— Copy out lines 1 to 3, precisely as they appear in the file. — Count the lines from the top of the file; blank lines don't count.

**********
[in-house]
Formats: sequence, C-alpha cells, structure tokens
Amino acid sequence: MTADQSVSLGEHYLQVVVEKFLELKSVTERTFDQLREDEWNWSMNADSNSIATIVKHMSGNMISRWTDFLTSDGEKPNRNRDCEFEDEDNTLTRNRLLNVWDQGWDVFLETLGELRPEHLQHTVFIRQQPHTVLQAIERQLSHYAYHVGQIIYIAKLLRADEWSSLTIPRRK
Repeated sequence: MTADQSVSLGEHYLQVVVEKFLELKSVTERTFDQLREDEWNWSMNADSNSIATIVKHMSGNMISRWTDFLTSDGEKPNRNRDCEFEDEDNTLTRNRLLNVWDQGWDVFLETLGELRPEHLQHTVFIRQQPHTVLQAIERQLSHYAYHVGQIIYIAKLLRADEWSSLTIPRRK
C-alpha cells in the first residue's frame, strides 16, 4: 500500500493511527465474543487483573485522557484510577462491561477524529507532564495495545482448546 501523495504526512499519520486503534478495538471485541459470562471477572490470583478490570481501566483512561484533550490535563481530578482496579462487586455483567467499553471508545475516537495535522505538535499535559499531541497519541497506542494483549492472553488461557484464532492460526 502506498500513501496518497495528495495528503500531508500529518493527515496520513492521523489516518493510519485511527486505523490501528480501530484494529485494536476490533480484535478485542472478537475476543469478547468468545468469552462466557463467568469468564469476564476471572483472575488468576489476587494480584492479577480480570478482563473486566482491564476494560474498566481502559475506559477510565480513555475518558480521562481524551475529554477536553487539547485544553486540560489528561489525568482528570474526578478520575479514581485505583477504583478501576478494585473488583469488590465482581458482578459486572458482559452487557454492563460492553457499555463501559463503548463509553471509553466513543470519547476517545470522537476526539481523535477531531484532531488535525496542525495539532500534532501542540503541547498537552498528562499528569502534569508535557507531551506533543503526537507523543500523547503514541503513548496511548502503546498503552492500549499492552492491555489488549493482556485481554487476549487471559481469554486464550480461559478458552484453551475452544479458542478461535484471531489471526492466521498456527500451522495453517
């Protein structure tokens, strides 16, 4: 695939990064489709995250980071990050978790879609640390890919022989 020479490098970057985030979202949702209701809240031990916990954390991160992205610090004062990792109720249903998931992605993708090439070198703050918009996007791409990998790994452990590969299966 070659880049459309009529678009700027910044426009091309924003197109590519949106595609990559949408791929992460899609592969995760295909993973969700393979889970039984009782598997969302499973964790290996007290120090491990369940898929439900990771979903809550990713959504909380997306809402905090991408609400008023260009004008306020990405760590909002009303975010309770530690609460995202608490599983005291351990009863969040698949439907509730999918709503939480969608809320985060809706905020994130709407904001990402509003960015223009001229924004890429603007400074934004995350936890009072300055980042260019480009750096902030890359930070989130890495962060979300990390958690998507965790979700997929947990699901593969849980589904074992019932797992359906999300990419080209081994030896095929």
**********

[in-house]
Formats: sequence, C-alpha cells, structure tokens
Amino acid sequence: MTADQSVSLGEHYLQVVVEKFLELKSVTERTFDQLREDEWNWSMNADSNSIATIVKHMSGNMISRWTDFLTSDGEKPNRNRDCEFEDEDNTLTRNRLLNVWDQGWDVFLETLGELRPEHLQHTVFIRQQPHTVLQAIERQLSHYAYHVGQIIYIAKLLRADEWSSLTIPRRK